Teaching Adult Learners Online Bundle, 5 Certificate Courses

Learn Teaching Techniques That Will Turn your Students into Active Learners and Set Them Up for Success

Teaching Adult Learners Online Bundle, 5 Certificate Courses

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Get Teaching Adult Learners, Helping Elderly Parents, Achieving Success with Difficult People, Survival Kit for New Teachers and Enhancing Language Development in Childhood in this Bundle

1. Teaching Adult Learners: Learn Teaching Techniques That Will Turn your Students into Active Learners and Set Them Up for Success

First, we’ll explore the unique needs and motivations of adult students and find out just what they’re expecting from your class. After that, we’ll examine your students’ different learning styles and multiple intelligences and look at how you can teach to each learner’s strengths. We’ll also talk about ways to get misbehaving or under-achieving students back on track.

Next, we’ll delve into a host of innovative teaching techniques that will turn your students into active learners and set them up for success. We’ll also look at high-tech, low-tech, and no-tech educational tools you can use to capture and hold your students’ attention.

We’ll follow that up by tackling a challenging topic: how to organize your material effectively and design strong lesson plans. We’ll also talk about creating a warm, welcoming classroom environment and preparing a fun orientation.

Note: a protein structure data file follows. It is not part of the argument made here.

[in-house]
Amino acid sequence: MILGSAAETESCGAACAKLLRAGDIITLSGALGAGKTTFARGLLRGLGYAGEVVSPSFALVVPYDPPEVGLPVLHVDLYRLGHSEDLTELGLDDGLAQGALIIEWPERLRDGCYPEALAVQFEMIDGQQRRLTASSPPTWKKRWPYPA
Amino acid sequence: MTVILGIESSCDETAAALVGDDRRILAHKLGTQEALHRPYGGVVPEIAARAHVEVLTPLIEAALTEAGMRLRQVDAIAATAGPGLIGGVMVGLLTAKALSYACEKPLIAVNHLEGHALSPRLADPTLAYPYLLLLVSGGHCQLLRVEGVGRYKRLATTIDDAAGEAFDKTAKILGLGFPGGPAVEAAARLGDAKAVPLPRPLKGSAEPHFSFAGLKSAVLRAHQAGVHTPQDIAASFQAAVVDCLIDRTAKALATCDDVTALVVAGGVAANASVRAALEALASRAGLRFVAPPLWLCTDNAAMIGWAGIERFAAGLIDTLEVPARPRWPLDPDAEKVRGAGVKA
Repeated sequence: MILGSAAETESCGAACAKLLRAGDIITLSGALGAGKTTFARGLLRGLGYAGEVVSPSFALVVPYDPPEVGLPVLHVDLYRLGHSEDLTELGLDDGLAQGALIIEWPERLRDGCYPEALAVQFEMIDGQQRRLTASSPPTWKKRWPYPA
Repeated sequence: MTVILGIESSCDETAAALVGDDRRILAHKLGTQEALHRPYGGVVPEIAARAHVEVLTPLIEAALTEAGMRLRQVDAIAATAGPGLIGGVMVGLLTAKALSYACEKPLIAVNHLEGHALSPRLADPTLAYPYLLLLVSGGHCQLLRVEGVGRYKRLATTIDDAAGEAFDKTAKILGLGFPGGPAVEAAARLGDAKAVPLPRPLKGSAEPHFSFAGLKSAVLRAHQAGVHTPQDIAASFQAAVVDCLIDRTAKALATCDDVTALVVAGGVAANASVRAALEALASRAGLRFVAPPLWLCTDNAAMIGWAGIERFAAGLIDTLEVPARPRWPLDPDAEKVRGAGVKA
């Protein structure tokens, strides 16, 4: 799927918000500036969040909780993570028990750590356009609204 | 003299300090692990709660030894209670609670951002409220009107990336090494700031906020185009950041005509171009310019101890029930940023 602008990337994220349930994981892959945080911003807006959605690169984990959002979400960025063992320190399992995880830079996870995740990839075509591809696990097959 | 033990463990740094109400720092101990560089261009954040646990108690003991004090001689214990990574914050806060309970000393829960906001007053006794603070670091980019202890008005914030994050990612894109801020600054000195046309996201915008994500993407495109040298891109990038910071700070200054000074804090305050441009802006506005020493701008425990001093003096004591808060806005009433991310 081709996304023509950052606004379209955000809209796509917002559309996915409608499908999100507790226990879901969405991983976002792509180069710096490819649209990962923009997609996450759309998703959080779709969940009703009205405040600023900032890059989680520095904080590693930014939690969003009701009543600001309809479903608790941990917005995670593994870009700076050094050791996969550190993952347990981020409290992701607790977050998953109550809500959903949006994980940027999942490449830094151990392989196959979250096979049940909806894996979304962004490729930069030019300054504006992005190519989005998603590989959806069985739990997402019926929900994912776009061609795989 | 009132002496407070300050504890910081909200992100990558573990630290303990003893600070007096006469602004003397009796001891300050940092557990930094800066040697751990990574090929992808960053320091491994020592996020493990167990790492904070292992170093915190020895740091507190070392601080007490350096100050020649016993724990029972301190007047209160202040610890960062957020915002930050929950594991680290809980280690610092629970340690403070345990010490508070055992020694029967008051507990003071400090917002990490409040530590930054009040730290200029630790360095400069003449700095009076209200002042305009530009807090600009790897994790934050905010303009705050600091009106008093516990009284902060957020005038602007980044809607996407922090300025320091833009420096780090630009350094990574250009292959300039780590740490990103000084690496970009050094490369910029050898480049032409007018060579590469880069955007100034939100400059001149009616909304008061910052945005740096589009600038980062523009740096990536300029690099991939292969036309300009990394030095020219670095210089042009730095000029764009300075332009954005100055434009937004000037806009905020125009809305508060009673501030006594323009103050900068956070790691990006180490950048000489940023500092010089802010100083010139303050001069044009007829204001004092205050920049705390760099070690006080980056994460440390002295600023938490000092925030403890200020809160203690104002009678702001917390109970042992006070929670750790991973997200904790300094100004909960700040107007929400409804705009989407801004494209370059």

In addition, we’ll look at how to create effective tests and how to teach your students good study skills. We’ll also check out a wide range of assessments that will help you grade anything from a hairstyle to an ESL essay. And finally, we’ll talk about making your classroom accessible and enjoyable for students with disabilities.

If you’re training to teach adults, the information and hands-on activities in this Certificate in Teaching Adult Learners Online Course will give you the confidence you need to succeed—and you’ll know all the tricks and techniques for winning over this fun, exciting, and very demanding group of student

2. Helping Elderly Parents: Learning to Provide Professional, Physical and Emotional Care for Elderly People

Are your parents in their golden years?